2. Mantle Conduction Lag – Outer core released kinetic energy moves through the mesosphere far faster than does the physical mantle material itself. The distance to be traversed is 1,790 miles. In order to resolve the observations suggested in Exhibit 6B for instance, the ΔT kinetic energy (remember, the mesosphere is an electrical conductor-resistor in an exotic material state, and is not simply a cold hunk of Fourier-iron conducting heat. This kinetic energy transfer effect involves both electrical as well as classic heat transfer dynamics) would need to traverse the mantle at a net 270 – 300 ft per hour, or around 5 ft/min through flows of electrical conduction-to-resistance, radiation, convection, and classic heat conduction by means of, only in part, Fourier’s law.114 This is well within the realm of physical feasibility in a high-pressure, spherical, high KE, energized molten-bravais/free-electron environment.115 However, it should also be noted that this hypothesis does not critically depend upon a specific velocity of heat transfer from inner core to hydrosphere.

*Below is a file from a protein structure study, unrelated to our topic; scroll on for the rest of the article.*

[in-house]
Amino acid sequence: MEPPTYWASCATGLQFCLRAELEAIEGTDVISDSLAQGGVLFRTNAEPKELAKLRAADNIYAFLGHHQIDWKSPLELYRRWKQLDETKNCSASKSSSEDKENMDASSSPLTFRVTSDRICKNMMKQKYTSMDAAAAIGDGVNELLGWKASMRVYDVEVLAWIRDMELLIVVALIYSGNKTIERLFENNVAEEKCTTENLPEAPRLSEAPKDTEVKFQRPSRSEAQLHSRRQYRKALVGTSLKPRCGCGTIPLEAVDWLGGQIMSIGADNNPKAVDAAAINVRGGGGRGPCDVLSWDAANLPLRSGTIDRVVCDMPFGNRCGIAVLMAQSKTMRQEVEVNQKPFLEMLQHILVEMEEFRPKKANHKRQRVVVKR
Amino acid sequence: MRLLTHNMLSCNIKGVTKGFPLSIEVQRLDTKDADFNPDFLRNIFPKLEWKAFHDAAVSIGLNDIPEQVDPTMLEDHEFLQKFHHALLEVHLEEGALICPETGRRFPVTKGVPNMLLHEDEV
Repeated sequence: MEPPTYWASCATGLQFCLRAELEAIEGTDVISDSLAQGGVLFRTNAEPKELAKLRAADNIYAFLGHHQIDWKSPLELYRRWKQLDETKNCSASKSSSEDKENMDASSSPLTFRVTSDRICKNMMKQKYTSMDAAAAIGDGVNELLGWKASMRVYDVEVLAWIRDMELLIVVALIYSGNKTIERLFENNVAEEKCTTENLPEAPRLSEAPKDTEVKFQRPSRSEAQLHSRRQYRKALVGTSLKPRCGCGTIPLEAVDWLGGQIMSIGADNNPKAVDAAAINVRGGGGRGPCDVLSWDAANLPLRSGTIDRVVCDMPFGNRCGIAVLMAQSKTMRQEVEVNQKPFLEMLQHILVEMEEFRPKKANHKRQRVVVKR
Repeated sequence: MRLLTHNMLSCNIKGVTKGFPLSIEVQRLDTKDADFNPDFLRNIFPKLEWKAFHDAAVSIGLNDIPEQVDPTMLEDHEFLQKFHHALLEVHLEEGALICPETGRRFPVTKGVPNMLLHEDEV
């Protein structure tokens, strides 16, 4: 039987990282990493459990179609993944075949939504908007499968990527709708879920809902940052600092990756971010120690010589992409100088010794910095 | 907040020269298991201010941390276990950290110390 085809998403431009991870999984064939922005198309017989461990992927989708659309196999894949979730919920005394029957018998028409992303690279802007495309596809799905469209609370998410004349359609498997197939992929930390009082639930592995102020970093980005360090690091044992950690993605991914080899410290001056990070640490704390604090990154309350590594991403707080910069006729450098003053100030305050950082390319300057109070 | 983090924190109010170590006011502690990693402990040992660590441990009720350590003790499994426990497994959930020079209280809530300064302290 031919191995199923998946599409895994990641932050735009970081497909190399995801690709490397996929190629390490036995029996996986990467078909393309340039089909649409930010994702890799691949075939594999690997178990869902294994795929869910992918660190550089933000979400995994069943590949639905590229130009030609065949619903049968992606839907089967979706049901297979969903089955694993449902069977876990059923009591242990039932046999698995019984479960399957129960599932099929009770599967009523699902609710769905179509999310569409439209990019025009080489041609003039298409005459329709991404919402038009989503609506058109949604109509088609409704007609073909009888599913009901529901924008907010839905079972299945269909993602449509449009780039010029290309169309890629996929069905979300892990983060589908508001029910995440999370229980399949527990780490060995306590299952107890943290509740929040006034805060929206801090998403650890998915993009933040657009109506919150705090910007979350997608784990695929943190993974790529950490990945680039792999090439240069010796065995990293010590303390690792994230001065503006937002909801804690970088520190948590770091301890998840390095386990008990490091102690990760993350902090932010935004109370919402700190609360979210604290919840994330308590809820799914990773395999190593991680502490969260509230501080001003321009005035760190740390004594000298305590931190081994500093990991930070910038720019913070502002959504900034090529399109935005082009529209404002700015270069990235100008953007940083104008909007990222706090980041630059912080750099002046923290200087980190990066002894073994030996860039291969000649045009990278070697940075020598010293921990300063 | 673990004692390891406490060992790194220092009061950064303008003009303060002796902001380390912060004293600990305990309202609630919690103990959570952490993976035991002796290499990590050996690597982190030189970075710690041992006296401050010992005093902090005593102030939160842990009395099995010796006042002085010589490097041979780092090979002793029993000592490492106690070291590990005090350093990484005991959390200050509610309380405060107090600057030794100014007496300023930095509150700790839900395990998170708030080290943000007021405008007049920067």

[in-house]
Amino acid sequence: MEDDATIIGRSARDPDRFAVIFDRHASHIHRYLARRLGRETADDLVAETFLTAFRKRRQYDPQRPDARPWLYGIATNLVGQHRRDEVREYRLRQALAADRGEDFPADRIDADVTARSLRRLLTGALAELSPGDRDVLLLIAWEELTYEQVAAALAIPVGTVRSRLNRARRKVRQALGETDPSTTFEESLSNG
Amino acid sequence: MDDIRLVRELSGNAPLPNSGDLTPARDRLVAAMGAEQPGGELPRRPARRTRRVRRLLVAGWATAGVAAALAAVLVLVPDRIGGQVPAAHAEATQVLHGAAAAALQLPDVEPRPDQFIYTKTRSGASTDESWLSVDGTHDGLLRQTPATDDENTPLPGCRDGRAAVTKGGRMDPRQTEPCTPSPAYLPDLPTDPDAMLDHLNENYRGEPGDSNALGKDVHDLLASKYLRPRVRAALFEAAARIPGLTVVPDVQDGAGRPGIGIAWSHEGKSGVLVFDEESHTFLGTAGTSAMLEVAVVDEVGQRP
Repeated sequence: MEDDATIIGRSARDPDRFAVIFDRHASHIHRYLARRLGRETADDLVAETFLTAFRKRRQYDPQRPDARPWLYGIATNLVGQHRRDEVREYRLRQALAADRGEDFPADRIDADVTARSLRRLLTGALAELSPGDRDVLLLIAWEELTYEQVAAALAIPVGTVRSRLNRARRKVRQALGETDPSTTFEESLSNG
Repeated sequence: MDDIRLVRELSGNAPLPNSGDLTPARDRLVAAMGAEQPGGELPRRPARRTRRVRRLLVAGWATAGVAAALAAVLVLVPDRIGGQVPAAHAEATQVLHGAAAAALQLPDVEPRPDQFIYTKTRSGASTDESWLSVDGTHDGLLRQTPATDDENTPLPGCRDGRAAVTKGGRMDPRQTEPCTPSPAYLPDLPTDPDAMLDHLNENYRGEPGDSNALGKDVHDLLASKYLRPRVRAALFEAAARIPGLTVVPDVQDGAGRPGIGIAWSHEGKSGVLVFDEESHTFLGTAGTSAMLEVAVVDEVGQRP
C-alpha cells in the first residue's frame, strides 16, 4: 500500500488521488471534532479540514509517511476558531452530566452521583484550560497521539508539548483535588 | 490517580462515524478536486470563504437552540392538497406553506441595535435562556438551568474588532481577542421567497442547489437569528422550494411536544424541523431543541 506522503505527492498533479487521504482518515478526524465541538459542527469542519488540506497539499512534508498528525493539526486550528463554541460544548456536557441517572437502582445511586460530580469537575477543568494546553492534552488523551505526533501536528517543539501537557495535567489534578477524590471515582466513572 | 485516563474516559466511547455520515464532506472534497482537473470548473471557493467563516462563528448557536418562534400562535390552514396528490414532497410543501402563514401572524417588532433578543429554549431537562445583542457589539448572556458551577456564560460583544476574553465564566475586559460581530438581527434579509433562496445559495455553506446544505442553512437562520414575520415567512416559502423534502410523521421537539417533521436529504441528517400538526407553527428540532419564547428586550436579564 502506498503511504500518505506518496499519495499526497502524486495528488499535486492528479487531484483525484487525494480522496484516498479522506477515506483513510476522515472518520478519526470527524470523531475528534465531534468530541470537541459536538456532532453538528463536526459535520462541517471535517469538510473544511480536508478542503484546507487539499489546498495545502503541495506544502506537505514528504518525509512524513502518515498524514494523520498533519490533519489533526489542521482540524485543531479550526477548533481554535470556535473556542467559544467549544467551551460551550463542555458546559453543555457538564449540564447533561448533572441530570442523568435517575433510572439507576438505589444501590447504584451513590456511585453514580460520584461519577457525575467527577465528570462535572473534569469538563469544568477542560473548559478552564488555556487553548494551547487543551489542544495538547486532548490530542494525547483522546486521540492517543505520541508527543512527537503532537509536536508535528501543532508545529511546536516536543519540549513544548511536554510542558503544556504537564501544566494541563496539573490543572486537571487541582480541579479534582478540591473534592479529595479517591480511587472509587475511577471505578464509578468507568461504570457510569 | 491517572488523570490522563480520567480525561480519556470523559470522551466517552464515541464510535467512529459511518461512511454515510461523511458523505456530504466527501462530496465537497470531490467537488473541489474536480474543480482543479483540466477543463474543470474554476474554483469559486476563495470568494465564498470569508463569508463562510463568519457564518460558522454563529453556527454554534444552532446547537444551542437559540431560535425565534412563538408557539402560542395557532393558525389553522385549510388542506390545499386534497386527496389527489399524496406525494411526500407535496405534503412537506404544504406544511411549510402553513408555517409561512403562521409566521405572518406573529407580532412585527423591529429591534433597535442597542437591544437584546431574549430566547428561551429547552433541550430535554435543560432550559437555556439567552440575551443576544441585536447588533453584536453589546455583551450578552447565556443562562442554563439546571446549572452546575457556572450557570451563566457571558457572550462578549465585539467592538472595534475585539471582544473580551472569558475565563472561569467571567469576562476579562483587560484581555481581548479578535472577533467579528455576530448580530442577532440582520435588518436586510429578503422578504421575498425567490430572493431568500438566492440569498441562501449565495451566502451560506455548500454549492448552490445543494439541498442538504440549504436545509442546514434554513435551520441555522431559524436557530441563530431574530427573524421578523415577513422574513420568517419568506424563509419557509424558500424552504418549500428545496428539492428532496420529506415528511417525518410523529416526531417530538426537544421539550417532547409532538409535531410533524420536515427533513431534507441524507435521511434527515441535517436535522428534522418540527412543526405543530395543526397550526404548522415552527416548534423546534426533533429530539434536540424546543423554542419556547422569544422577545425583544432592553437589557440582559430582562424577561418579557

3. Heat plumes bear the potential of enormous variances in their ΔT content.
  4. Heat content inside the outer core (and by inference, mantle) is fed by ‘geostrophic jets’ of HCP—>BCC/FCC energized NiFe materials being ejected from the outer core.
  5. This process will likely bear a cyclic nature to it, as it is constantly changing.
  6. The Schaeffer study cited that, as the magnetic field strength of the Earth weakens, the kinetic potential of the upwelling advection increases up to ten-fold.116

Inner/Outer Core Equilibrium HCP => FCC/BCC + KE Sloughing

This IPGP/CNRS simulation exhibits a cross-sectional slice of the Earth at its Equator. The red plumes are outer core heat+ anomalies above ambient level shown in blue. The white circle at the center represents the inner core of the Earth. The jets of heat originate from the Delta T (ΔT) transition boundary from HCP-FCC/BCC eruptive sloughing, and proceed to the mesosphere, where the heat is conveyed by deep/abyssal ocean current touchpoints, and into our atmosphere.